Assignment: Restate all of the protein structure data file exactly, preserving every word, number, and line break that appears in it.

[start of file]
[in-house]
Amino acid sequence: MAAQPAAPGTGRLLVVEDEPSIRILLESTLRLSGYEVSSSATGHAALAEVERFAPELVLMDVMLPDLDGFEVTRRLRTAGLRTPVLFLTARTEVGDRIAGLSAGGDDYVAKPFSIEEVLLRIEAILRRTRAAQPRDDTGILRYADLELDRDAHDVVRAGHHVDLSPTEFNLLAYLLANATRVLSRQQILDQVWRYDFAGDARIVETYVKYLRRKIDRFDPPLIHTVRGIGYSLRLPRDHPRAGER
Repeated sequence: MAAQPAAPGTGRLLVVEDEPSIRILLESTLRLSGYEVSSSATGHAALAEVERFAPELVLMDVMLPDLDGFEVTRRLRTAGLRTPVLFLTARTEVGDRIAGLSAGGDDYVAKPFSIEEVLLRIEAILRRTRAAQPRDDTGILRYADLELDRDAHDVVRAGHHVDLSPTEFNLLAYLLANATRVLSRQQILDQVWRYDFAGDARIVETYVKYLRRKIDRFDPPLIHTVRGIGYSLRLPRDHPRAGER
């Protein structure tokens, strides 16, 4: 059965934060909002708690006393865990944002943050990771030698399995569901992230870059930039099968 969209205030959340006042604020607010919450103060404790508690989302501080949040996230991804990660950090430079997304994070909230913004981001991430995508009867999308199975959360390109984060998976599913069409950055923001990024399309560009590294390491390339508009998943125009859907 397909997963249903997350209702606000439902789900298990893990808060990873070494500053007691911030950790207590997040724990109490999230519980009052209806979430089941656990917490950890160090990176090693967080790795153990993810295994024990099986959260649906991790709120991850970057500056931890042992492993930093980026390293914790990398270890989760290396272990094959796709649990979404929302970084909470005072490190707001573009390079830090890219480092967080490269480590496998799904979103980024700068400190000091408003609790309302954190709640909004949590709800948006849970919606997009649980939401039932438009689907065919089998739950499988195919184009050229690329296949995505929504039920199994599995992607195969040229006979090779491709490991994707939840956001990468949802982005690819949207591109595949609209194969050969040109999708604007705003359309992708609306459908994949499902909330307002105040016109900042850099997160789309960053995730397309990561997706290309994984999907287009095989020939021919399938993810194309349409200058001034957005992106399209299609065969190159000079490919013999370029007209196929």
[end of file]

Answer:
[in-house]
Amino acid sequence: MAAQPAAPGTGRLLVVEDEPSIRILLESTLRLSGYEVSSSATGHAALAEVERFAPELVLMDVMLPDLDGFEVTRRLRTAGLRTPVLFLTARTEVGDRIAGLSAGGDDYVAKPFSIEEVLLRIEAILRRTRAAQPRDDTGILRYADLELDRDAHDVVRAGHHVDLSPTEFNLLAYLLANATRVLSRQQILDQVWRYDFAGDARIVETYVKYLRRKIDRFDPPLIHTVRGIGYSLRLPRDHPRAGER
Repeated sequence: MAAQPAAPGTGRLLVVEDEPSIRILLESTLRLSGYEVSSSATGHAALAEVERFAPELVLMDVMLPDLDGFEVTRRLRTAGLRTPVLFLTARTEVGDRIAGLSAGGDDYVAKPFSIEEVLLRIEAILRRTRAAQPRDDTGILRYADLELDRDAHDVVRAGHHVDLSPTEFNLLAYLLANATRVLSRQQILDQVWRYDFAGDARIVETYVKYLRRKIDRFDPPLIHTVRGIGYSLRLPRDHPRAGER
């Protein structure tokens, strides 16, 4: 059965934060909002708690006393865990944002943050990771030698399995569901992230870059930039099968 969209205030959340006042604020607010919450103060404790508690989302501080949040996230991804990660950090430079997304994070909230913004981001991430995508009867999308199975959360390109984060998976599913069409950055923001990024399309560009590294390491390339508009998943125009859907 397909997963249903997350209702606000439902789900298990893990808060990873070494500053007691911030950790207590997040724990109490999230519980009052209806979430089941656990917490950890160090990176090693967080790795153990993810295994024990099986959260649906991790709120991850970057500056931890042992492993930093980026390293914790990398270890989760290396272990094959796709649990979404929302970084909470005072490190707001573009390079830090890219480092967080490269480590496998799904979103980024700068400190000091408003609790309302954190709640909004949590709800948006849970919606997009649980939401039932438009689907065919089998739950499988195919184009050229690329296949995505929504039920199994599995992607195969040229006979090779491709490991994707939840956001990468949802982005690819949207591109595949609209194969050969040109999708604007705003359309992708609306459908994949499902909330307002105040016109900042850099997160789309960053995730397309990561997706290309994984999907287009095989020939021919399938993810194309349409200058001034957005992106399209299609065969190159000079490919013999370029007209196929």